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Hot Income Stocks: Who's Growing Dividends The Fastest?

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A company that is raising its dividend certainly has its shareholders in mind. So which companies today have been raising them the fastest over the past three to five years?

IBD scoured its Dividend Leaders Screen (see a partial list on this page) to find the firms that are showing at least double-digit growth in the cash payout. Twenty-nine make the cut. The average long-term increase is 26%.

Imagine owning a stock that not only has excellent earnings stability (which is critical for dividends) and sound fundamentals but also has the potential for decent capital appreciation and a bigger dividend. For an income investor, it's the best of all worlds.

Novartis ( NVS ) heads the list. IBD calculates that the Swiss ethical drug giant has grown its dividend by 60% over the past three to five years. The annualized dividend is $2.39 a share, equivalent to a 2.3% yield, which beats the S&P 500's 1.87% yield.

Novartis also boasts a three-year Earnings Stability Factor of 2 on a scale of zero (highly stable) to 99 (highly volatile).

In 2014, Novartis earned $5.23 a share on revenue of $58 billion, flat vs. a year ago.

Wells Fargo ( WFC ) ranks second in IBD's Dividend Leaders with a 57% dividend growth rate. The annualized cash dividend is $1.40 a share, yielding 2.6%.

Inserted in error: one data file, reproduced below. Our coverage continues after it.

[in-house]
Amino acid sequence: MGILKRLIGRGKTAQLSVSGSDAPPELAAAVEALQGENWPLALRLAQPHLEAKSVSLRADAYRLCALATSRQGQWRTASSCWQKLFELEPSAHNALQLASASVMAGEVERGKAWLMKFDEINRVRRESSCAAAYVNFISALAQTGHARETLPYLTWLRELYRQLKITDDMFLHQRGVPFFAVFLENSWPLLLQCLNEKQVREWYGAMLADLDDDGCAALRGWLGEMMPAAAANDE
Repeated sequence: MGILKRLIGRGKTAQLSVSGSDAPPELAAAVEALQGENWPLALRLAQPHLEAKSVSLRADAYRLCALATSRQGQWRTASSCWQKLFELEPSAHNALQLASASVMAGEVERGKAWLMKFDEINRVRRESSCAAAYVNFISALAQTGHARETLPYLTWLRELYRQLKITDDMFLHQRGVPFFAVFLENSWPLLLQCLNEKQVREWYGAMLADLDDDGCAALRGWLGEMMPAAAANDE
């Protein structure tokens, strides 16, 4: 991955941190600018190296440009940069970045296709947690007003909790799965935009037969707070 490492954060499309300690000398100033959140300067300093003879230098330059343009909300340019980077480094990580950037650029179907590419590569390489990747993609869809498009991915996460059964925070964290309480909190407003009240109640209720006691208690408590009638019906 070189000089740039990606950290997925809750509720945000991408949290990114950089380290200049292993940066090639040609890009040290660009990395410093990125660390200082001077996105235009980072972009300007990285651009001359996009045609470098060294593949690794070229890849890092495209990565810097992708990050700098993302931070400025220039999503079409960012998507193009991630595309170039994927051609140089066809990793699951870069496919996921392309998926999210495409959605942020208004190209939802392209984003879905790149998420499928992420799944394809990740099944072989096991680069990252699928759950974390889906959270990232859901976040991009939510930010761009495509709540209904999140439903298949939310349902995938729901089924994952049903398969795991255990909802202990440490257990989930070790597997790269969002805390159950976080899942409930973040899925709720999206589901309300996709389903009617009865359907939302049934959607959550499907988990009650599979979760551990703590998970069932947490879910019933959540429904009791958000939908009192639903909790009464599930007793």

The bank's business is centered on the U.S. consumer, mortgage and commercial markets. So it takes somewhat less of a hit on the income statement when overseas economies sour. The stock has recently rallied back above the key 50-day moving average. Upside resistance lingers near the 55 price level.

Media giantGannett ( GCI ) sports the third-best dividend growth at 56% and is followed byCME Group ( CME ) at 49% andU.S. Bancorp ( USB ) (47%). Rounding out the top 10 arePNC Financial Services (PNC) (44%),Cisco Systems (CSCO) (38%),Accenture (ACN) (33%) andQuest Diagnostics (DGX) (33%).ACE Limited (ACE) andLorillard (LO) tie for 10th at 30% growth.

The views and opinions expressed herein are the views and opinions of the author and do not necessarily reflect those of Nasdaq, Inc.


The views and opinions expressed herein are the views and opinions of the author and do not necessarily reflect those of Nasdaq, Inc.

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